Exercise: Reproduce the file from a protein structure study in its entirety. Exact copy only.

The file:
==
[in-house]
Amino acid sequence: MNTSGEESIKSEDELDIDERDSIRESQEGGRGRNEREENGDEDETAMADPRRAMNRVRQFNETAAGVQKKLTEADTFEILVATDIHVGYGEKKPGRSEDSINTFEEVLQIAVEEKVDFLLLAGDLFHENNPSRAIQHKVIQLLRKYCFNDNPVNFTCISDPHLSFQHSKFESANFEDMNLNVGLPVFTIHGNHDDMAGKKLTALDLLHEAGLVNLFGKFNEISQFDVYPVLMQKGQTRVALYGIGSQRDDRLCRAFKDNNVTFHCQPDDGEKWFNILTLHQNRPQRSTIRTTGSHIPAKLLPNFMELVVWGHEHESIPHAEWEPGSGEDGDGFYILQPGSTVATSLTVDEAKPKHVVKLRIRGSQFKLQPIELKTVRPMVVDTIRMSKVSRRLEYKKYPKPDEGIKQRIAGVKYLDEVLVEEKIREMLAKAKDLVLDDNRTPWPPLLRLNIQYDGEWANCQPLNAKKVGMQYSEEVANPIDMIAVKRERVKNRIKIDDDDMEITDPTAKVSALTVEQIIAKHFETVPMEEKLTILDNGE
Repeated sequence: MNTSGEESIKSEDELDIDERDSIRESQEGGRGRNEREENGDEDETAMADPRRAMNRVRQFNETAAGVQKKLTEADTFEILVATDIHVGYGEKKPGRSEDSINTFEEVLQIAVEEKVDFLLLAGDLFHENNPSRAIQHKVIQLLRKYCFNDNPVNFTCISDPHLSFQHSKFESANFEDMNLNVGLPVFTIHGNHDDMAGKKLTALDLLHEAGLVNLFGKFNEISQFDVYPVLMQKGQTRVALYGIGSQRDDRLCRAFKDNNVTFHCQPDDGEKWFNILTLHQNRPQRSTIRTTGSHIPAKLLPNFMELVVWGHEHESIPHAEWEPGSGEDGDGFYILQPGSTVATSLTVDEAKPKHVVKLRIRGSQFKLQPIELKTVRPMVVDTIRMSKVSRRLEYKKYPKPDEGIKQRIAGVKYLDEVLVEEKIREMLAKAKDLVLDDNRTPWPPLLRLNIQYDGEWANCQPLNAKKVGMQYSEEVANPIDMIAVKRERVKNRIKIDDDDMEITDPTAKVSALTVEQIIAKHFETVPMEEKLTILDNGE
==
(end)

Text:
[in-house]
Amino acid sequence: MNTSGEESIKSEDELDIDERDSIRESQEGGRGRNEREENGDEDETAMADPRRAMNRVRQFNETAAGVQKKLTEADTFEILVATDIHVGYGEKKPGRSEDSINTFEEVLQIAVEEKVDFLLLAGDLFHENNPSRAIQHKVIQLLRKYCFNDNPVNFTCISDPHLSFQHSKFESANFEDMNLNVGLPVFTIHGNHDDMAGKKLTALDLLHEAGLVNLFGKFNEISQFDVYPVLMQKGQTRVALYGIGSQRDDRLCRAFKDNNVTFHCQPDDGEKWFNILTLHQNRPQRSTIRTTGSHIPAKLLPNFMELVVWGHEHESIPHAEWEPGSGEDGDGFYILQPGSTVATSLTVDEAKPKHVVKLRIRGSQFKLQPIELKTVRPMVVDTIRMSKVSRRLEYKKYPKPDEGIKQRIAGVKYLDEVLVEEKIREMLAKAKDLVLDDNRTPWPPLLRLNIQYDGEWANCQPLNAKKVGMQYSEEVANPIDMIAVKRERVKNRIKIDDDDMEITDPTAKVSALTVEQIIAKHFETVPMEEKLTILDNGE
Repeated sequence: MNTSGEESIKSEDELDIDERDSIRESQEGGRGRNEREENGDEDETAMADPRRAMNRVRQFNETAAGVQKKLTEADTFEILVATDIHVGYGEKKPGRSEDSINTFEEVLQIAVEEKVDFLLLAGDLFHENNPSRAIQHKVIQLLRKYCFNDNPVNFTCISDPHLSFQHSKFESANFEDMNLNVGLPVFTIHGNHDDMAGKKLTALDLLHEAGLVNLFGKFNEISQFDVYPVLMQKGQTRVALYGIGSQRDDRLCRAFKDNNVTFHCQPDDGEKWFNILTLHQNRPQRSTIRTTGSHIPAKLLPNFMELVVWGHEHESIPHAEWEPGSGEDGDGFYILQPGSTVATSLTVDEAKPKHVVKLRIRGSQFKLQPIELKTVRPMVVDTIRMSKVSRRLEYKKYPKPDEGIKQRIAGVKYLDEVLVEEKIREMLAKAKDLVLDDNRTPWPPLLRLNIQYDGEWANCQPLNAKKVGMQYSEEVANPIDMIAVKRERVKNRIKIDDDDMEITDPTAKVSALTVEQIIAKHFETVPMEEKLTILDNGE